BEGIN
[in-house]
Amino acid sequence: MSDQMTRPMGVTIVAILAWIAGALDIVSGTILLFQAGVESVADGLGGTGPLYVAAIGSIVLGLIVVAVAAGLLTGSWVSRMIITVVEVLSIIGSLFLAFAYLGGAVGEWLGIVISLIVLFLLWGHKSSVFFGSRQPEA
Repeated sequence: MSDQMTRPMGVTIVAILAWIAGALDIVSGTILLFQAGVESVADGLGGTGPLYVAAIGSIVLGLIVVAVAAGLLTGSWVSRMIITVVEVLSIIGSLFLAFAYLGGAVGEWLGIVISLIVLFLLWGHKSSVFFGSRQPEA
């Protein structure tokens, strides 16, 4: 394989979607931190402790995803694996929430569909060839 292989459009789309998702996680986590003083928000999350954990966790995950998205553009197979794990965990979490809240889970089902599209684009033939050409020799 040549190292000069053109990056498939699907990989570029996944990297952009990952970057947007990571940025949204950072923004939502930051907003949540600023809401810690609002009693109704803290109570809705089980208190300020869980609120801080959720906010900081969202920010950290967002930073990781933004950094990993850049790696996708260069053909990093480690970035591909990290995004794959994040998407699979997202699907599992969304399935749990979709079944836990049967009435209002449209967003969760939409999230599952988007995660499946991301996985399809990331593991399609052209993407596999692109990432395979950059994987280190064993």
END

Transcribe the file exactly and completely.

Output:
[in-house]
Amino acid sequence: MSDQMTRPMGVTIVAILAWIAGALDIVSGTILLFQAGVESVADGLGGTGPLYVAAIGSIVLGLIVVAVAAGLLTGSWVSRMIITVVEVLSIIGSLFLAFAYLGGAVGEWLGIVISLIVLFLLWGHKSSVFFGSRQPEA
Repeated sequence: MSDQMTRPMGVTIVAILAWIAGALDIVSGTILLFQAGVESVADGLGGTGPLYVAAIGSIVLGLIVVAVAAGLLTGSWVSRMIITVVEVLSIIGSLFLAFAYLGGAVGEWLGIVISLIVLFLLWGHKSSVFFGSRQPEA
């Protein structure tokens, strides 16, 4: 394989979607931190402790995803694996929430569909060839 292989459009789309998702996680986590003083928000999350954990966790995950998205553009197979794990965990979490809240889970089902599209684009033939050409020799 040549190292000069053109990056498939699907990989570029996944990297952009990952970057947007990571940025949204950072923004939502930051907003949540600023809401810690609002009693109704803290109570809705089980208190300020869980609120801080959720906010900081969202920010950290967002930073990781933004950094990993850049790696996708260069053909990093480690970035591909990290995004794959994040998407699979997202699907599992969304399935749990979709079944836990049967009435209002449209967003969760939409999230599952988007995660499946991301996985399809990331593991399609052209993407596999692109990432395979950059994987280190064993």